So, have our Madagascar articles given you wanderlust? Are you planning a trip to the Grande Ile? If that’s the case, here are our top 10 tips for Madagascar independent travel, to help you plan your own adventure!
1) At the Airport – $$$, visa and transfer
So, you’ve landed at Ivato Airport! Woohoo! Welcome to Madagascar!
There are a few things you need to know before going through immigration. As of August 2014, 30 day visas to Madagascar are free. If you’re staying over a month, you’ll need to pay a visa fee (45€ for two months) at the desk on the right-hand side as you come in.
After you’ve cleared customs, we highly recommend exchanging some cash into Ariary, Madagascar’s currency. Unlike most places where airport exchange bureaus charge exorbitant rates, Ivato Airport offers the most convenient rates in the country. So, stock up – but be aware, you’ll be left with a gangster style pile of cash, as the highest Ariary denomination is 10,000, less than 3€.
To get into town, check if the Adema shuttle bus is running. This bus stops at various hotels around town and leaves whenever there’s an international plane landing, although service at night is irregular. In any case, transfer for one person costs 10,000 Ariary. Taxis charge 30,000-50,000 Ariary.
2) Getting Around – Meet the Taxi-Brousse
If you want to travel around the country independently, taxi-brousses are your best bet. These shared minibuses, packed in a way that you didn’t believe was possible, run pretty much everywhere in the country. On one hand, they cost peanuts, but on the other, rides can be long, uncomfortable and possibly dangerous.
We always used taxi-brousses to travel around Madagascar and lived to tell the tale (just!). For a complete guide to taxi brousses, we’ve written this article for you.
3) Going Retro on a Renault 4
Are you a fan of road trips? Are you not brave enough for taxi brousses, or do you want to experience some of Madagascar’s retro mood with your very own Renault 4? Despite most guidebooks telling you it’s impossible, you can actually rent a car without a driver. Although we didn’t try that for ourselves, we heard that he most reliable person to go to is Coen Oldenhof, a Dutchman living in Tana. Here are his email contacts firstname.lastname@example.org or email@example.com
4) Hitching a lift on a 4×4
A 4×4 with driver is by far the best transport option on Madagascar’s unreliable roads. Trouble is, it doesn’t come cheap – prices start from 50€ per day for the vehicle, up to 150€ on notoriously bad roads.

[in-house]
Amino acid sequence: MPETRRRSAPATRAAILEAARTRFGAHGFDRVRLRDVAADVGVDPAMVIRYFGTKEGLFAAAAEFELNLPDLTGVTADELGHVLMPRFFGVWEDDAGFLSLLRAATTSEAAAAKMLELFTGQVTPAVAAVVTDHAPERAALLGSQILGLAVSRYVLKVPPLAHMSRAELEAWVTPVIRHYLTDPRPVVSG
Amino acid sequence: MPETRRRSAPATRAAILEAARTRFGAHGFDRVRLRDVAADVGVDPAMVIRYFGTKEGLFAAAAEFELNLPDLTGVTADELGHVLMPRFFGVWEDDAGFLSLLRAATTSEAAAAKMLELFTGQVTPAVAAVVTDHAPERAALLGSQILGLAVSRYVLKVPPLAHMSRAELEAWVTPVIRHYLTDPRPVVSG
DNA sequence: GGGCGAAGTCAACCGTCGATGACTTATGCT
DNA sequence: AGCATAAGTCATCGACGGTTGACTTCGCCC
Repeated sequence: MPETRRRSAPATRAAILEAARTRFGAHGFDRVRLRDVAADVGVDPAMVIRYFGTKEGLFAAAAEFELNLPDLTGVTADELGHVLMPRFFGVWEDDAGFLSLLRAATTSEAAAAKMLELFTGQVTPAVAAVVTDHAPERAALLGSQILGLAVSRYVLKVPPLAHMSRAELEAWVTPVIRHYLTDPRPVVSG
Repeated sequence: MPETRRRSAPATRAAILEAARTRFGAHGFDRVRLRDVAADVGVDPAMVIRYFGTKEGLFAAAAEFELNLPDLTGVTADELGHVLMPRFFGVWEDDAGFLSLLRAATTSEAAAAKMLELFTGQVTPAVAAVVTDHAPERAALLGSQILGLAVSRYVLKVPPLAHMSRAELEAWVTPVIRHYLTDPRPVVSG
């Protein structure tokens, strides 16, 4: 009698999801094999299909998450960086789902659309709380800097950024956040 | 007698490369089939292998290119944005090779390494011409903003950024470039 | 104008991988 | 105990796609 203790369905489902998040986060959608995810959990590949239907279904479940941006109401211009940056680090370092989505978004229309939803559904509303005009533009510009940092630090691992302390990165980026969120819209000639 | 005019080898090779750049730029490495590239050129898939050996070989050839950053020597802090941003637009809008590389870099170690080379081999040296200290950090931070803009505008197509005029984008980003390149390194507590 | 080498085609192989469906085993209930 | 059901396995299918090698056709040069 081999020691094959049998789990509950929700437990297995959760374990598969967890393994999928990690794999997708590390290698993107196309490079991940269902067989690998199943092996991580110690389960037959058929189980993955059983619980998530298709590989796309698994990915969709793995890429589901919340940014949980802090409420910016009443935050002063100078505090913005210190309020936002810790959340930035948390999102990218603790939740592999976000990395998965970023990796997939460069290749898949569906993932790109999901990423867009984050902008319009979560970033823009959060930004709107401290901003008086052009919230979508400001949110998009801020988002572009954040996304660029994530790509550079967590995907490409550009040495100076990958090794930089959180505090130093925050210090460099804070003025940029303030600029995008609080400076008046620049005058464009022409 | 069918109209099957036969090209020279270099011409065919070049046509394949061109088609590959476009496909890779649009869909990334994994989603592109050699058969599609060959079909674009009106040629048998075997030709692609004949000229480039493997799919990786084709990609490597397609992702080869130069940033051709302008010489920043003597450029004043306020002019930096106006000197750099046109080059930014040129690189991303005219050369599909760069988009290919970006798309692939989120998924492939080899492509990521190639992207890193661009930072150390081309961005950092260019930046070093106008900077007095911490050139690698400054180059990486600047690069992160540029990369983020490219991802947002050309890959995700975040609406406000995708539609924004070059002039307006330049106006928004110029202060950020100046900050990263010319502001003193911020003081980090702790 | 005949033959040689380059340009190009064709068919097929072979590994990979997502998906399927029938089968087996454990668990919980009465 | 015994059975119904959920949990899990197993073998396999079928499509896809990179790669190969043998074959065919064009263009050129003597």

But there are ways to travel by 4×4, at a fraction of the price. Ask around at hotels, guesthouses and traveller hangouts for any 4×4 travelling to your destination with spare seats. You may be lucky to find some drivers who will let you share the ride for a little more than the taxi-brousse fare.
It’s very easy to hitch a ride from Tulear to Tana, as most tourists travel south by 4×4 and fly back. Drivers relocating the vehicle to Tana may be happy to let you share the ride for as little as 100,000 Ariary per person – the gruelling 30 hour taxi-brousse ride costs about 60,000.
5) Use local travel agencies
Now, in Madagascar independent travel is the way to go in my opinion, but even I can’t deny that some destination require extra planning. Experiences like climbing Pic Boby and the Tsiribihina River descent can’t be organised independently. Western-owned agencies (whether or not they are Madagascar-owned) tend to charge a premium simply because they’re Western-owned.
Locally-owned agencies like Antsirabe-based Madagascar Tropic Voyage are not only considerably cheaper, they also offer consistently reliable service and – better still – they offer locals a chance of employment. Our guide Jimmy was fluent in both English and French and a mine of information in terms of Madagascar nature, wildlife and folklore.
6) The ins and outs of National Parks
National Parks are the reason why you’re coming to Madagascar, pure and simple. But they don’t come cheap. The reason is that it’s compulsory to visit Malagasy parks with a guide, whose fare isn’t included in the park entrance fee. To give you an idea of costs, for a day-long (8 hour) tour of Ranomafana National Park, the guide fee is 90,000 Ariary, plus 25,000 each for entrance – 140,000 Ariary, about 40€.